"There is a terrible injustice in these wars," he said. "We do not acknowledge who is in the Army and why they are there. We watch shows on the Discovery Channel about Green Berets or Rangers or Navy Seals and think this is the military. When I hear people use this patriotism card to justify these wars, it gets me angry. I wore a uniform. I carried a rifle."

Mr. Bauman said that he saw in Somalia and Haiti "the terrible ineptitude" of the country's interventions in situations it did not understand.

"We were not viewed positively by the locals," he said. "Being there opened my eyes. The only time they liked us was when they could get very concrete things from us, like food. They don't care about our Constitution or democracy. We storm into places like a big lumbering idiot. We did not understand where we were, what the conflict was about. We never explored these people, their culture, their concerns, yet we had just arrived like a big boot coming down on Mogadishu. On top of this we had to deal with the ineptitude of Washington, that understood even less, and officers that wanted to get into a war to punch their tickets on the way to promotion."

But what disturbs him most is what he sees as the cynical use of enlisted soldiers for power and resources.

"When some poor private from Alabama, who never had a chance in life, gets killed in Iraq, he won't know why," he said.

Wednesday, February 05, 2003

From Kurt Vonnegut vs. the !*!, an interview with the never shy KURT VONNEGUT published in In These Times, sent via soon-to-be interviewed in the NY Times author, Chris Bauman (look for it Thursday).

I myself feel that our country, for whose Constitution I fought in a just war, might as well have been invaded by Martians and body snatchers. Sometimes I wish it had been. What has happened, though, is that it has been taken over by means of the sleaziest, low-comedy, Keystone Cops-style coup d'etat imaginable. And those now in charge of the federal government are upper-crust C-students who know no history or geography, plus not-so-closeted white supremacists, aka "Christians," and plus, most frighteningly, psychopathic personalities, or "PPs."

To say somebody is a PP is to make a perfectly respectable medical diagnosis, like saying he or she has appendicitis or athlete's foot. The classic medical text on PPs is The Mask of Sanity by Dr. Hervey Cleckley. Read it! PPs are presentable, they know full well the suffering their actions may cause others, but they do not care. They cannot care because they are nuts. They have a screw loose! And what syndrome better describes so many executives at Enron and WorldCom and on and on, who have enriched themselves while ruining their employees and investors and country, and who still feel as pure as the driven snow, no matter what anybody may say to or about them? And so many of these heartless PPs now hold big jobs in our federal government, as though they were leaders instead of sick.

What has allowed so many PPs to rise so high in corporations, and now in government, is that they are so decisive. Unlike normal people, they are never filled with doubts, for the simple reason that they cannot care what happens next. Simply can't. Do this! Do that! Mobilize the reserves! Privatize the public schools! Attack Iraq! Cut health care! Tap everybody's telephone! Cut taxes on the rich! Build a trillion-dollar missile shield! Fuck habeas corpus and the Sierra Club and In These Times, and kiss my ass!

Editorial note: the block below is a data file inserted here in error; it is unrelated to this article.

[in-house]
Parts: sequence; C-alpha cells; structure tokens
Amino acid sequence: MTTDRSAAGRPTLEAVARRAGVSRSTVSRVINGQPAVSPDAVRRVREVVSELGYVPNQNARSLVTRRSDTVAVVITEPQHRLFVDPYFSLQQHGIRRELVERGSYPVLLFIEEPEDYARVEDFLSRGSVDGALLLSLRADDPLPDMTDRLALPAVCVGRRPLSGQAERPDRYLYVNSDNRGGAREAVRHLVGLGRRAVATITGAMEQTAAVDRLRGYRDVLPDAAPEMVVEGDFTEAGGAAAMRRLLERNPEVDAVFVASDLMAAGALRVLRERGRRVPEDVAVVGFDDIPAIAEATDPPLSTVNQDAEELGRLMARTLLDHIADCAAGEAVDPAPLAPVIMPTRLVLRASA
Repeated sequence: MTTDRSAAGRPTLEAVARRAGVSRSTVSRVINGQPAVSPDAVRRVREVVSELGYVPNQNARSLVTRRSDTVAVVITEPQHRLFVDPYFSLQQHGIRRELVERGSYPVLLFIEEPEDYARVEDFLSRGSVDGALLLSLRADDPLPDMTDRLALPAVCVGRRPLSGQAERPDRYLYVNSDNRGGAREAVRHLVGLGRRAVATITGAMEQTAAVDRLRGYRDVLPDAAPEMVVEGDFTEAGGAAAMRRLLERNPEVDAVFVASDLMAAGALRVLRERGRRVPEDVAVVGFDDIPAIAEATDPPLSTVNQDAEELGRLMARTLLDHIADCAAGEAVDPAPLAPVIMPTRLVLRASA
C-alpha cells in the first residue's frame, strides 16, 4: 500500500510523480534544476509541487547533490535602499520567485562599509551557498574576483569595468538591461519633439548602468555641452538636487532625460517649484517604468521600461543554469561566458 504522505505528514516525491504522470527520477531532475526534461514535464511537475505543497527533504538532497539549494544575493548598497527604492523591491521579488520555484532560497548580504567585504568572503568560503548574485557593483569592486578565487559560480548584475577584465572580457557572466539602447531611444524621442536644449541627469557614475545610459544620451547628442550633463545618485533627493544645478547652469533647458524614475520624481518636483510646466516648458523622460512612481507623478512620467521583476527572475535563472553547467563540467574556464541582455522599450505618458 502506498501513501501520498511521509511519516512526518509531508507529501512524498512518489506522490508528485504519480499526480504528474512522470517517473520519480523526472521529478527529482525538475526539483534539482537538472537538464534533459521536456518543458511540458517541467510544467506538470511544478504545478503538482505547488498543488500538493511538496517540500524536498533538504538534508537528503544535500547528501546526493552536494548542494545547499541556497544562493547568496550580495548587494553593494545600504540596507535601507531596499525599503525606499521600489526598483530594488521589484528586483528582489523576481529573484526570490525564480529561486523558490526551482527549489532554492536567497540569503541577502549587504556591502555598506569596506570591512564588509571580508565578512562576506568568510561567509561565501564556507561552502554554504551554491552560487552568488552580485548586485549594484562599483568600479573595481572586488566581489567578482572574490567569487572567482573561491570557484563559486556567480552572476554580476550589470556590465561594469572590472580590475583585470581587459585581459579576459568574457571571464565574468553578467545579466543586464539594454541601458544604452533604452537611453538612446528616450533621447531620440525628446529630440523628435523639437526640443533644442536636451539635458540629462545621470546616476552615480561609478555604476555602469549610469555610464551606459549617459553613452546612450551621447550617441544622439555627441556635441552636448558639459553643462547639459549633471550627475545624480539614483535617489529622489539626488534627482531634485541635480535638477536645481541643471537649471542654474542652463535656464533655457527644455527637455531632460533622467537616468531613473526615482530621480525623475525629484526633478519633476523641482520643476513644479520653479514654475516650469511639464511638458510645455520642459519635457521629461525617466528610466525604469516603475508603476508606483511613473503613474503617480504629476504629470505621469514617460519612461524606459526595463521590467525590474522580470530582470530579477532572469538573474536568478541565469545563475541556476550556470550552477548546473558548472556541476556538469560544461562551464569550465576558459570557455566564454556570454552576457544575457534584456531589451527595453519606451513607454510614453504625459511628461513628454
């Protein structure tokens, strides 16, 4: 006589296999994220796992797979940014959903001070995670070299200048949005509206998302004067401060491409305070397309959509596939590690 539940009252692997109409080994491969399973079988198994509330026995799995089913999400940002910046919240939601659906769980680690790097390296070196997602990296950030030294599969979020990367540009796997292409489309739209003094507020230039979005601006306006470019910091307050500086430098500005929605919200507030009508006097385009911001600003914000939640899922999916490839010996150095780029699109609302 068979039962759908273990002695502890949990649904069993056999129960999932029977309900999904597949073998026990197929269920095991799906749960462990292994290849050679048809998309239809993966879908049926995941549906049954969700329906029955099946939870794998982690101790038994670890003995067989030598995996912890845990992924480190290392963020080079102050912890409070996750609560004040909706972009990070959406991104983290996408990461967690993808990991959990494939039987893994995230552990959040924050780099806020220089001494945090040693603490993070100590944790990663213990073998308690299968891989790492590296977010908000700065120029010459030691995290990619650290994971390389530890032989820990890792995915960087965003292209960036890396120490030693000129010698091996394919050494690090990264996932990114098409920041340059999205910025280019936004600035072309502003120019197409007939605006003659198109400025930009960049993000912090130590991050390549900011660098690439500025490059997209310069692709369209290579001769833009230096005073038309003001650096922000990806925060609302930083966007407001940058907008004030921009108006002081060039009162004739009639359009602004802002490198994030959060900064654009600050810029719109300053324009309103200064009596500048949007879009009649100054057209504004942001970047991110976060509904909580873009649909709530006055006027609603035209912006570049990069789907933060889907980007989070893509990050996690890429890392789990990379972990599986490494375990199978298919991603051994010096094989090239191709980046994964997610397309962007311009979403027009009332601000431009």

Tuesday, February 04, 2003

Here's an excerpt of an imagined phone call between two homies. From Jeffrey Zeldman Presents: The Daily Report

GW: Things may not go your way. Then what?

SH: Lob a little of that anthrax I'm not making at Syria and Iran, give Israel or Turkey a taste of botulinum toxin. Then out the door with a fake passport, some nice luggage, and a fat Swiss bank account. I could pass as retired Greek shipping tycoon. Shave the moustache, have a little work done by Michael Jackson's plastic surgeons. Get me a beach house and a couple hundred servant girls, satellite hookup, Cartoon Channel, watch me some Power Puff Girls.

GW: Not if you're dead and in a box you won't.

SH: Yo, Bush Junior, my lookalike's been tied up in a dungeon for six months, shot full of morph, wouldn't know his own mother if I hung her up next to him. He'll die bravely on the field of battle, no problem.

GW: Not bad.

SH: Thanks. So how's your morning looking?

GW: Well, I've figured out a way to make sure rich people never have to pay taxes again. You?

SH: Removing the fingernails and eyelids from a six year old child while his mother watches.

GW: Ouch. You are one bad hombre.
From Lane S. via CB in Hoboken

The Record: Nyiregyhazi Plays Liszt (CBS) 1978 - $2.00
The Wine: Chateau Timberlay (Bordeaux), 1995 - $5.00 (discounted)

When it comes to classical music, and to a much greater extent, wine, I'm a bit like Columbo. I don't always know exactly what I'm talking about, but my instincts usually bear me out. It's pretty easy to find lots of great cheap classical recordings sitting in thrift stores, and buying a stack of vinyl will usually cough up a couple of lifelong treasures. There exists a great wealth of tender, brilliant, & mind-blowing music out there that is miles away from the inflated, ponderous visage that is conjured up by most people when they hear the term "classical music".

No matter which genre one chooses, one has to dig a bit to find any artist's most relevant work. There are exceptions (Bach, Beatles, Bird), but for the most part, an artist's most popular work is not necessarily their most profound. Most of the time, the years will do the sifting and the good stuff eventually rises to the top. But even with a major artist, like Sinatra for instance, only a select group know of his dark & personal 50's albums "No One Cares" & "Where Are You?".